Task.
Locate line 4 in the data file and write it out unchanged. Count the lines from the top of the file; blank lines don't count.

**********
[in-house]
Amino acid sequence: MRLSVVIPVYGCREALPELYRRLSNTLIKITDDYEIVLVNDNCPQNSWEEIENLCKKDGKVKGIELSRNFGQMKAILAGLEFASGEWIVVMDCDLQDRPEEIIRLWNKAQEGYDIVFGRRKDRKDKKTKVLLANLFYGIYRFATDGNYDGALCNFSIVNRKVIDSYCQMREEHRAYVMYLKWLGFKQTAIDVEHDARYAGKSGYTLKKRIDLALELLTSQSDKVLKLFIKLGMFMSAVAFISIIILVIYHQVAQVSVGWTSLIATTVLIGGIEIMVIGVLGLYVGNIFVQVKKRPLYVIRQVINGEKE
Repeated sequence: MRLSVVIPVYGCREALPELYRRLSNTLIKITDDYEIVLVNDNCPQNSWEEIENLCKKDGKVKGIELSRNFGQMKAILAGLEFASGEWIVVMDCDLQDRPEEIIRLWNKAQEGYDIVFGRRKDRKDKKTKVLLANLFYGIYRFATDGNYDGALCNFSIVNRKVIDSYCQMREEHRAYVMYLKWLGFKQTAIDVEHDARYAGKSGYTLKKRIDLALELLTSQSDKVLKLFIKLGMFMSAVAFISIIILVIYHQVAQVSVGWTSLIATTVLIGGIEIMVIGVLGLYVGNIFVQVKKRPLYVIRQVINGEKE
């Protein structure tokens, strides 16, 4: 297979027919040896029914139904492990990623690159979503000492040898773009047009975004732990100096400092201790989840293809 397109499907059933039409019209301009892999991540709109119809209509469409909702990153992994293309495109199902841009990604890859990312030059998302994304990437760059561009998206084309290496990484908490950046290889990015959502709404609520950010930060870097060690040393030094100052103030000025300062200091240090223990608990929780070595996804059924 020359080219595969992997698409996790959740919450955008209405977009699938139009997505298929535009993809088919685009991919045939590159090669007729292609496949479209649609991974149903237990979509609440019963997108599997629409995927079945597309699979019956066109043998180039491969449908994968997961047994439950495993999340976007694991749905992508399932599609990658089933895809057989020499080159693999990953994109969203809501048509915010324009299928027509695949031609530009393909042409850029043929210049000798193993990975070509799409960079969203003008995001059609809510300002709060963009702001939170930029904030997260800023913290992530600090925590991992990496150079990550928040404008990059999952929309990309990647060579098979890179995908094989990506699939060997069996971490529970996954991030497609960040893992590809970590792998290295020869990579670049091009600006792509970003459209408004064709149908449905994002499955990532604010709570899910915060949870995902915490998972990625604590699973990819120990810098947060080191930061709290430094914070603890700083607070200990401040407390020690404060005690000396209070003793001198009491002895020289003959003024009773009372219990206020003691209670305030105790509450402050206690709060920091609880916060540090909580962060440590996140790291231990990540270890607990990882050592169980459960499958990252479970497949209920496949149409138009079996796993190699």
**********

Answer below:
């Protein structure tokens, strides 16, 4: 297979027919040896029914139904492990990623690159979503000492040898773009047009975004732990100096400092201790989840293809 397109499907059933039409019209301009892999991540709109119809209509469409909702990153992994293309495109199902841009990604890859990312030059998302994304990437760059561009998206084309290496990484908490950046290889990015959502709404609520950010930060870097060690040393030094100052103030000025300062200091240090223990608990929780070595996804059924 020359080219595969992997698409996790959740919450955008209405977009699938139009997505298929535009993809088919685009991919045939590159090669007729292609496949479209649609991974149903237990979509609440019963997108599997629409995927079945597309699979019956066109043998180039491969449908994968997961047994439950495993999340976007694991749905992508399932599609990658089933895809057989020499080159693999990953994109969203809501048509915010324009299928027509695949031609530009393909042409850029043929210049000798193993990975070509799409960079969203003008995001059609809510300002709060963009702001939170930029904030997260800023913290992530600090925590991992990496150079990550928040404008990059999952929309990309990647060579098979890179995908094989990506699939060997069996971490529970996954991030497609960040893992590809970590792998290295020869990579670049091009600006792509970003459209408004064709149908449905994002499955990532604010709570899910915060949870995902915490998972990625604590699973990819120990810098947060080191930061709290430094914070603890700083607070200990401040407390020690404060005690000396209070003793001198009491002895020289003959003024009773009372219990206020003691209670305030105790509450402050206690709060920091609880916060540090909580962060440590996140790291231990990540270890607990990882050592169980459960499958990252479970497949209920496949149409138009079996796993190699």